BMCC’s Mickey Parish Honored

May 2nd, 2015 | By | Category: 26-4: Tribal College Governance, Tribal College News
By Dina Horwedel
BMCC PRESIDENT MICKEY PARISH

NTU president Elmer Guy (left) and College Fund program coordinator Darrick Silversmith (right) present BMCC president Mickey Parish with a Pendleton blanket during the AIHEC student conference. Photo by Jaime T. Aguilar

During the American Indian Higher Education Consortium’s 2015 student conference, the American Indian College Fund honored Michael “Mickey” Parish, president and CEO of Bay Mills Community College (BMCC), with its prestigious Tribal College Leader award. Parish has been the president of the institution for 13 years.

Parish is a home-grown leader. Tribal members saw his potential and asked him to consider attending law school after he completed a bachelor’s degree. With added encouragement from his wife, he enrolled and later became an attorney, working in areas such as child welfare, land claims, and prosecution. Parish went on to serve in tribal government for many years as a member of his tribe’s executive council. From there he made the leap into higher education.

Parish’s goal is to ensure that BMCC benefits tribal members. He says he takes pride in seeing how well the college’s students do when they transfer to other institutions, including his granddaughter, who was named BMCC’s student of the year in 2014 and now maintains a 4.0 grade point average at Lake Superior State College.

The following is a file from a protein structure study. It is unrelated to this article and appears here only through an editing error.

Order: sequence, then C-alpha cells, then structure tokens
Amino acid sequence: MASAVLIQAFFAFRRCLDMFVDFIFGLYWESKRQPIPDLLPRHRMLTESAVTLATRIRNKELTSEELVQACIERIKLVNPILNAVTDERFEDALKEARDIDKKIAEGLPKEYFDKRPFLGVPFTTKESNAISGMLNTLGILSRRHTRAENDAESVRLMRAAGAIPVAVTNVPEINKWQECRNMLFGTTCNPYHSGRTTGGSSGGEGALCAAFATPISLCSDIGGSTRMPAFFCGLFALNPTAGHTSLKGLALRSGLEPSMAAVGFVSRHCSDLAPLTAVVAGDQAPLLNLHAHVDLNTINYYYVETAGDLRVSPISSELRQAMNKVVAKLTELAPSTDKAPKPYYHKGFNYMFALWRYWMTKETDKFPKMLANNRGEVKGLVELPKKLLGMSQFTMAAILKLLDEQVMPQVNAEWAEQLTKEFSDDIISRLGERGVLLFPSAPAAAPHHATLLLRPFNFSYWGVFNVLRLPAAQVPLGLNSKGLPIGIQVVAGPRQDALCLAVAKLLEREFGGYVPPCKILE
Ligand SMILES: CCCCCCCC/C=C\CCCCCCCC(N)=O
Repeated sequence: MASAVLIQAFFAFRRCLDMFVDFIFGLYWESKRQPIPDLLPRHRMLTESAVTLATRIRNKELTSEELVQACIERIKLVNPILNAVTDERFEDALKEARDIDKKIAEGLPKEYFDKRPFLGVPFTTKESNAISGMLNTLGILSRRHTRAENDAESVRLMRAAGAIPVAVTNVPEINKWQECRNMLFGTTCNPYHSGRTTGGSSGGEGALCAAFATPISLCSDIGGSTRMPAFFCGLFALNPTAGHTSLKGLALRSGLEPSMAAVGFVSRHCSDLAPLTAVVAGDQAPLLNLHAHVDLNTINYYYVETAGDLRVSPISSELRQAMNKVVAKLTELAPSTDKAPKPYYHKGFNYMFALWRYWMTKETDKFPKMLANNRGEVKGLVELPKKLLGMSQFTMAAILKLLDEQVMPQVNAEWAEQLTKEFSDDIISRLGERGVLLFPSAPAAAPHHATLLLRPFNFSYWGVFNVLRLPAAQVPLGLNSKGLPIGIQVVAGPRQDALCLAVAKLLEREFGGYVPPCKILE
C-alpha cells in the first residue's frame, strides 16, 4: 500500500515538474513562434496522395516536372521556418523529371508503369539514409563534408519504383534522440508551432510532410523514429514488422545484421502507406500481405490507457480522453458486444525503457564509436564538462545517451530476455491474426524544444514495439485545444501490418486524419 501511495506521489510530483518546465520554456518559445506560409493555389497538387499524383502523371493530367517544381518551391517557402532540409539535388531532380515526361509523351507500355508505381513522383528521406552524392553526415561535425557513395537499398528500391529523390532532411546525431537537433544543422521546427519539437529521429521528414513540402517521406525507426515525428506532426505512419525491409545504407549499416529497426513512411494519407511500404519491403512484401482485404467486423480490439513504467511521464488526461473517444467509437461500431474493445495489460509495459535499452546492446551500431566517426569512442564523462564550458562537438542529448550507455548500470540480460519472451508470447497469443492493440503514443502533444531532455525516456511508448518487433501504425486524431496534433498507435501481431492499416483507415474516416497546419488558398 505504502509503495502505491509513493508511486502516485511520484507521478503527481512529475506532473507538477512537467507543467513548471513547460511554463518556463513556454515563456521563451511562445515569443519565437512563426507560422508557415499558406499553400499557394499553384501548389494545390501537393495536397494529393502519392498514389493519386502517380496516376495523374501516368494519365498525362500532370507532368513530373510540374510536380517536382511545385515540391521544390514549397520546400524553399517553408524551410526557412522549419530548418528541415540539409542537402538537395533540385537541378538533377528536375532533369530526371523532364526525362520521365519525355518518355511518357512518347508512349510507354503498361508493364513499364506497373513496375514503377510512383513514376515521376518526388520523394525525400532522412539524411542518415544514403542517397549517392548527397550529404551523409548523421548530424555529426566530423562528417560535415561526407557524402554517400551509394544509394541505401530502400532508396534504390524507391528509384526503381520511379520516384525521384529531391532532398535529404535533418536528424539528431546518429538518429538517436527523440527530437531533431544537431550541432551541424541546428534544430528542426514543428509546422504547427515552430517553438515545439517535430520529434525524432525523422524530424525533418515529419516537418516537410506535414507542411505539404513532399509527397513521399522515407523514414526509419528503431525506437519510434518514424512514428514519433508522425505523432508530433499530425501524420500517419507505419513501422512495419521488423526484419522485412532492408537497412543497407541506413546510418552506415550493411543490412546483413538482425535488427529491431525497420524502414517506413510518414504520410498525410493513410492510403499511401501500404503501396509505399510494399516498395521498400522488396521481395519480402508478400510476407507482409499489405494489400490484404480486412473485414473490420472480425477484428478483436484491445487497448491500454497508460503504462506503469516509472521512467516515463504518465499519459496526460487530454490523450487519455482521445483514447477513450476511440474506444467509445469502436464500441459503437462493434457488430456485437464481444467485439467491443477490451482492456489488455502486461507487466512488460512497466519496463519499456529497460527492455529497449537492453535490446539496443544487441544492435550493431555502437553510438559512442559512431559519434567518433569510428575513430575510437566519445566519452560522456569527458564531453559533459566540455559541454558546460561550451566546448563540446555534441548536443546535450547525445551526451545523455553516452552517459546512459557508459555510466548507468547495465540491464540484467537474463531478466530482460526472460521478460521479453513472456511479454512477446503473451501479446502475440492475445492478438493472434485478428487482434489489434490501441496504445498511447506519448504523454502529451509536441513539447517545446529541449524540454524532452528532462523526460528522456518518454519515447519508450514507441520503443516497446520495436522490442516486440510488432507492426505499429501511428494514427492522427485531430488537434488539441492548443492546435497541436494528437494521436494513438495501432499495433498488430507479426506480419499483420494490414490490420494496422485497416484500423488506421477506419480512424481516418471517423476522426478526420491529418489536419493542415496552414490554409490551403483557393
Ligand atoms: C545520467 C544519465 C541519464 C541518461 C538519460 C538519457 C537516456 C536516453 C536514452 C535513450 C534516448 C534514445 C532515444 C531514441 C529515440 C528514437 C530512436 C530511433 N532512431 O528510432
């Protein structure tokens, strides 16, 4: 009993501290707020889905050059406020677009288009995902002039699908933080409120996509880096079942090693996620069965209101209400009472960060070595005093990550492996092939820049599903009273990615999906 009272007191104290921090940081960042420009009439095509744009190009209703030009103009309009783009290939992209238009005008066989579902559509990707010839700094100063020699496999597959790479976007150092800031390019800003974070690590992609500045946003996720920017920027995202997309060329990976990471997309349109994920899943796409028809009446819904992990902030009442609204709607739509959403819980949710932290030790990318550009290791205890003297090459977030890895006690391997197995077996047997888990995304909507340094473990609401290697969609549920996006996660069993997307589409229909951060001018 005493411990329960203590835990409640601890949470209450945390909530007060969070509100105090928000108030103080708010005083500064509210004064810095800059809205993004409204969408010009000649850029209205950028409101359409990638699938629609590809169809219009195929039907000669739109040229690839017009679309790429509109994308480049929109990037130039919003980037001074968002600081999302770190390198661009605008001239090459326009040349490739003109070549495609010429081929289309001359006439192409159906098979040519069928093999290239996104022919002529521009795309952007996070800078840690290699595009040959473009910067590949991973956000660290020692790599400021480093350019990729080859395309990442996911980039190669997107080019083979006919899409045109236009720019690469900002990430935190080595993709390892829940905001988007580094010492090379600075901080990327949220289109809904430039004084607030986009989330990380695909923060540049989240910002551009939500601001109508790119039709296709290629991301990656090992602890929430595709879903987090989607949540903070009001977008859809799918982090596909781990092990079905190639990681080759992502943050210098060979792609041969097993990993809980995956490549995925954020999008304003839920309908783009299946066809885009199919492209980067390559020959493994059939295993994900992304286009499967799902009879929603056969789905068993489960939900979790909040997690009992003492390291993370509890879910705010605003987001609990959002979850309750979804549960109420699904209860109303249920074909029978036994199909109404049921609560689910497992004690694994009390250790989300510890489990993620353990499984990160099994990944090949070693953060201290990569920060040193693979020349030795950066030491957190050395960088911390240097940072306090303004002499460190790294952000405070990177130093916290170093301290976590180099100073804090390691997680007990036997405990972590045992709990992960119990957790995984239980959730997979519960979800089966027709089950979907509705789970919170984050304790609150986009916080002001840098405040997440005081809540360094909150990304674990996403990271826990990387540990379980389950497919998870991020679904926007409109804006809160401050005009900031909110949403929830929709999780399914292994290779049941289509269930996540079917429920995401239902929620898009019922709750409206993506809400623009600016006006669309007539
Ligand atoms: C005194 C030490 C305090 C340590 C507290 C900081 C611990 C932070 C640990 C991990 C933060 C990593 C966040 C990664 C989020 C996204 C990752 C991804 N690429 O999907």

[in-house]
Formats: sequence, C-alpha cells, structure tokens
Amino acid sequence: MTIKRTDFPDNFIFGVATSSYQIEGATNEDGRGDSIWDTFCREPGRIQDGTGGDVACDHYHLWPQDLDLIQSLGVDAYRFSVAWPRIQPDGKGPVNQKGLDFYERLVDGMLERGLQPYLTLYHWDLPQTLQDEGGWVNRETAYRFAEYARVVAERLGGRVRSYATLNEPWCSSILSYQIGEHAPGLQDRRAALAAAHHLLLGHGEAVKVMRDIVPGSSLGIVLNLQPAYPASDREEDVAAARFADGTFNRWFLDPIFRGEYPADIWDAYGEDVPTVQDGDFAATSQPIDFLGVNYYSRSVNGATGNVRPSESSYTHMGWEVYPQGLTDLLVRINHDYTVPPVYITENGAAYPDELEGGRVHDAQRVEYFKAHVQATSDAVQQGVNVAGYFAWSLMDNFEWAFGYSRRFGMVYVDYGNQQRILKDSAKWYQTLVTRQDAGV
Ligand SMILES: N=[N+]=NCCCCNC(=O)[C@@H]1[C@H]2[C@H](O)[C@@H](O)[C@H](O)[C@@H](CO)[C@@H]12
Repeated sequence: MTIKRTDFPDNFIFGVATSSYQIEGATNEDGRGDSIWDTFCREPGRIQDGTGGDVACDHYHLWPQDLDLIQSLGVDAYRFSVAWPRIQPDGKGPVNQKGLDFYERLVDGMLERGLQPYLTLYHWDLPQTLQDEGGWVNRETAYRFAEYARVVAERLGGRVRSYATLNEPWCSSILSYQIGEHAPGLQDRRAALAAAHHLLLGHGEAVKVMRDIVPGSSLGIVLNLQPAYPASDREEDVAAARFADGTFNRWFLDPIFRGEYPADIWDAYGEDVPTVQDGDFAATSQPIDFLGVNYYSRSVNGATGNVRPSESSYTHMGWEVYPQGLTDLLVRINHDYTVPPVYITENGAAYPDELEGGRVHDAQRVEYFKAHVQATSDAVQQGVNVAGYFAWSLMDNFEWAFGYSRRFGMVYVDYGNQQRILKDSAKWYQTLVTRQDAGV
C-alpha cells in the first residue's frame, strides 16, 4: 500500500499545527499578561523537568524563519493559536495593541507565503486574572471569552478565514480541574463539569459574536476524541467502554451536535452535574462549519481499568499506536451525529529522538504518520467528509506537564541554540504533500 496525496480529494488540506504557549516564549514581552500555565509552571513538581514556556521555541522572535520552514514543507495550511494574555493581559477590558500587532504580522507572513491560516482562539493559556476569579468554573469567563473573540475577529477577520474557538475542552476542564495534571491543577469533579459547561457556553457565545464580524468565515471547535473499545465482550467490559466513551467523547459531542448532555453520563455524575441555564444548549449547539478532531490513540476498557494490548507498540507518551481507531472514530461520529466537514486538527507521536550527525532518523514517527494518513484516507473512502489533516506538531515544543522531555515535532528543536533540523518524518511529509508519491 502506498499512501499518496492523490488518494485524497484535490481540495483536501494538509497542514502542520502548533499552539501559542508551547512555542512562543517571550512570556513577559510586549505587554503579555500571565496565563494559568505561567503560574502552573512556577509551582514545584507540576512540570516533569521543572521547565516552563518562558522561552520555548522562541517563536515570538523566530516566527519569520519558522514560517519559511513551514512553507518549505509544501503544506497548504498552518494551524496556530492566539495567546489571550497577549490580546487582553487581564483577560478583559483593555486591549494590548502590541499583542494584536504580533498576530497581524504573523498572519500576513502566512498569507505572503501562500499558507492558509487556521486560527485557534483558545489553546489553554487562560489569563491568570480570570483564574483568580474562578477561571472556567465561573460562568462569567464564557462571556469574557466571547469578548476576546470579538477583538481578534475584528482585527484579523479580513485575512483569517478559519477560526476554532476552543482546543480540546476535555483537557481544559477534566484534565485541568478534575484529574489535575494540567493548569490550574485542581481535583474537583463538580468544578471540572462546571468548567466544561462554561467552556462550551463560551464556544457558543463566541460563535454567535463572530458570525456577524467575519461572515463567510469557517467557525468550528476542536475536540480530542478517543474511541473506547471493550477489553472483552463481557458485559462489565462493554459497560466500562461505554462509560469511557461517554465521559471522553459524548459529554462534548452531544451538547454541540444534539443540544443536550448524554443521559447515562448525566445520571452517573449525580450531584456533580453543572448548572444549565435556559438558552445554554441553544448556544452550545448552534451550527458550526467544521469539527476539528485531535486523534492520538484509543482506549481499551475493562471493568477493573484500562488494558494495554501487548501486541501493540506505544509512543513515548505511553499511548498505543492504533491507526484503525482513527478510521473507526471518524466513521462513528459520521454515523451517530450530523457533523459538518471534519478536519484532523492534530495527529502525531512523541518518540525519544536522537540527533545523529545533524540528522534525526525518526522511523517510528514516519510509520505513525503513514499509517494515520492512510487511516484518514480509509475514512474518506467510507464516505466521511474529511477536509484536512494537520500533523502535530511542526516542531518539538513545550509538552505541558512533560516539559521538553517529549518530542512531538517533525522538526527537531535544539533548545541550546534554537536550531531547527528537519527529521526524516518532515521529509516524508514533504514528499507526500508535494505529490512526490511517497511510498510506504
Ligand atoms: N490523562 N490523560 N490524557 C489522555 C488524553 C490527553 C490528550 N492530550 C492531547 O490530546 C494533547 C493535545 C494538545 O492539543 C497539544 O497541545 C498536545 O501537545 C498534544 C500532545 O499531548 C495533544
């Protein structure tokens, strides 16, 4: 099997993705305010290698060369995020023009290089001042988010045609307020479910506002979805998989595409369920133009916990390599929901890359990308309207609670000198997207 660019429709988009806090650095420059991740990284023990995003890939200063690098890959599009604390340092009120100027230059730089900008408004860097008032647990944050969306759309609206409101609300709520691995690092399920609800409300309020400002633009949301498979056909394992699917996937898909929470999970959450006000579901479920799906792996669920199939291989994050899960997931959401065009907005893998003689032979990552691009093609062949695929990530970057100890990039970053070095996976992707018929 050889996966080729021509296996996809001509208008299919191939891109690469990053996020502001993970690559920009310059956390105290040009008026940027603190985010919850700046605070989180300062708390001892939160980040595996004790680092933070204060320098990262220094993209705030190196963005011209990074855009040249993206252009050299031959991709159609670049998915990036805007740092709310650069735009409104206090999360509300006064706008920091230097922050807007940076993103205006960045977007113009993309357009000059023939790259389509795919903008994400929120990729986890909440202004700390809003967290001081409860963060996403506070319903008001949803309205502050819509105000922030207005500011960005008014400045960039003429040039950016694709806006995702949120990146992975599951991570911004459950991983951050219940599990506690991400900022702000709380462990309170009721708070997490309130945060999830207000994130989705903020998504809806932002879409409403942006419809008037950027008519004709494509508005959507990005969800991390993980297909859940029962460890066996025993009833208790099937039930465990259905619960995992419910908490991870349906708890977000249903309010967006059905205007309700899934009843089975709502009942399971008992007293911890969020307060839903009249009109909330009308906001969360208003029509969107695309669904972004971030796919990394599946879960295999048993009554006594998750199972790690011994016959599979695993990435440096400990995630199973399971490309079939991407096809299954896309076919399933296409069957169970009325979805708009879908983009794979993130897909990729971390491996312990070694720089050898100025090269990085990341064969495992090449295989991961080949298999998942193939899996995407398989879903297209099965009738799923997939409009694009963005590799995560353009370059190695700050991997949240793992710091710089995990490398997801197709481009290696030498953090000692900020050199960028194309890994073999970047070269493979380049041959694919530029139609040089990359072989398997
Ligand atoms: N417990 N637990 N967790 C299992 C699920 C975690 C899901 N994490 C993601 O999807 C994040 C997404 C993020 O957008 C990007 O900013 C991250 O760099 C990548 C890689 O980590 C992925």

Thanks to Parish, BMCC is also a leader in Michigan education. BMCC is the only tribal college authorized by state law to charter public school academies. Presently, the institution has 42 chartered academies serving over 22,000 students throughout the state. As part of this work, Parish says student retention is a necessary focus. “We’ve seen a lot of 6th, 7th, and 8th grade students dropping out of school. We try to identify programs and activities to retain these students. Although there is no magic bullet, smaller classrooms, closer teacher interactions, and making the schools a safe environment keeps them in school,” he explains. Poverty is a major contributor to students dropping out and often families do not have money for school supplies or clothing, making consistent attendance difficult and leading many to fall behind. Many students have used the college as a springboard for future success.

“Many of our students are non-traditional in that they are older, with families, and they work while they go to school part-time, so they do not always finish in two to three years,” says Parish. “But when they finish they are proud and we are just as proud of them. That makes it all worth it.”

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